It is a piece of plastic with a string of numbers and an expiration date stamped across the bottom.
For credit card companies, marketing is about humanizing the product and creating emotional connections that lead to preference. After all, most people have multiple credit cards in their wallets. Getting them to consistently choose the same one—that’s what it’s all about. How do you get people to realize that one card is different from all the others? That your card is worth the cost of an annual membership fee? That using your card leads to rewards, stellar customer service and special access to concerts, sporting events and exclusive fashion shows?
At American Express, experiential marketing has long been a driving force in making that connection and maintaining that purchase preference. The company’s engaging campaigns have taken the concept of sponsorship, which 15 years ago entailed little more than naming rights and signage, to a whole new level. Its entertainment campaigns have changed the game. Amex retail programs generate lifts and the brand has long used singular event campaigns to drive both customer retention and acquisition at the same time. And make no mistake: the company ushered in the era of “digital plus live” amplification.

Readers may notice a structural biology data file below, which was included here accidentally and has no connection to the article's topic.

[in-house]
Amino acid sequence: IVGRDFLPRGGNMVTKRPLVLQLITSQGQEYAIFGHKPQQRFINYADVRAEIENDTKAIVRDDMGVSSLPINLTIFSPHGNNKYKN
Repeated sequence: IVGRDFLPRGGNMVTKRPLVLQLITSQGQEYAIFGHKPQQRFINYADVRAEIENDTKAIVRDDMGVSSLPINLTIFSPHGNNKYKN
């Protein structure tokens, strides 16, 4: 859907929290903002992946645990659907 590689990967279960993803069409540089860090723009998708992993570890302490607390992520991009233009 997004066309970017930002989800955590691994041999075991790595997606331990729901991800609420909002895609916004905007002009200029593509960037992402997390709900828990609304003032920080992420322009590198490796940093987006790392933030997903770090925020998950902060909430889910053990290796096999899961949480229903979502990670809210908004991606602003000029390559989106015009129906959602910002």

Despite its successes, Amex continues to raise the bar, defining and redefining experiential marketing for the rest of us. To find out how, click here and download the PDF.